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Charge collection and field profile studies of heavily irradiated strip sensors for the ATLAS inner tracker upgrade

Research output: Contribution to journalJournal articlepeer-review

<mark>Journal publication date</mark>21/09/2016
<mark>Journal</mark>Nuclear Instruments and Methods in Physics Research Section A: Accelerators, Spectrometers, Detectors and Associated Equipment
Number of pages8
Pages (from-to)181-188
Publication StatusPublished
Early online date13/04/16
<mark>Original language</mark>English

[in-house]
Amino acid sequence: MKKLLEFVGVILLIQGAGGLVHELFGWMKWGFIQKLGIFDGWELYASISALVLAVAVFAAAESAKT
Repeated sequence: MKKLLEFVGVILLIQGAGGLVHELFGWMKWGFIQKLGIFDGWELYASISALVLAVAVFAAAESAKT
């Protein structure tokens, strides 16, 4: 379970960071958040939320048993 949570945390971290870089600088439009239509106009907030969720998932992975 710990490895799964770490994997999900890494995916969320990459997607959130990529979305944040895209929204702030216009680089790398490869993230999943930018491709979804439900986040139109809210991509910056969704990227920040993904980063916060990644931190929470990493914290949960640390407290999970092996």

The ATLAS group has evaluated the charge collection in silicon microstrip sensors irradiated up to a fluence of 1×10161×1016 n eqeq/cm2 , exceeding the maximum of 1.6×10151.6×1015 n eqeq/cm2 expected for the strip tracker during the high luminosity LHC (HL-LHC) period including a safety factor of 2. The ATLAS12, n+-on-p type sensor, which is fabricated by Hamamatsu Photonics (HPK) on float zone (FZ) substrates, is the latest barrel sensor prototype. The charge collection from the irradiated 1×1 cm2 barrel test sensors has been evaluated systematically using penetrating β-rays and an Alibava readout system. The data obtained at different measurement sites are compared with each other and with the results obtained from the previous ATLAS07 design. The results are very consistent, in particular, when the deposit charge is normalized by the sensor's active thickness derived from the edge transient current technique (edge-TCT) measurements. The measurements obtained using β-rays are verified to be consistent with the measurements using an electron beam. The edge-TCT is also effective for evaluating the field profiles across the depth. The differences between the irradiated ATLAS07 and ATLAS12 samples have been examined along with the differences among the samples irradiated with different radiation sources: neutrons, protons, and pions. The studies of the bulk properties of the devices show that the devices can yield a sufficiently large signal for the expected fluence range in the HL-LHC, thereby acting as precision tracking sensors.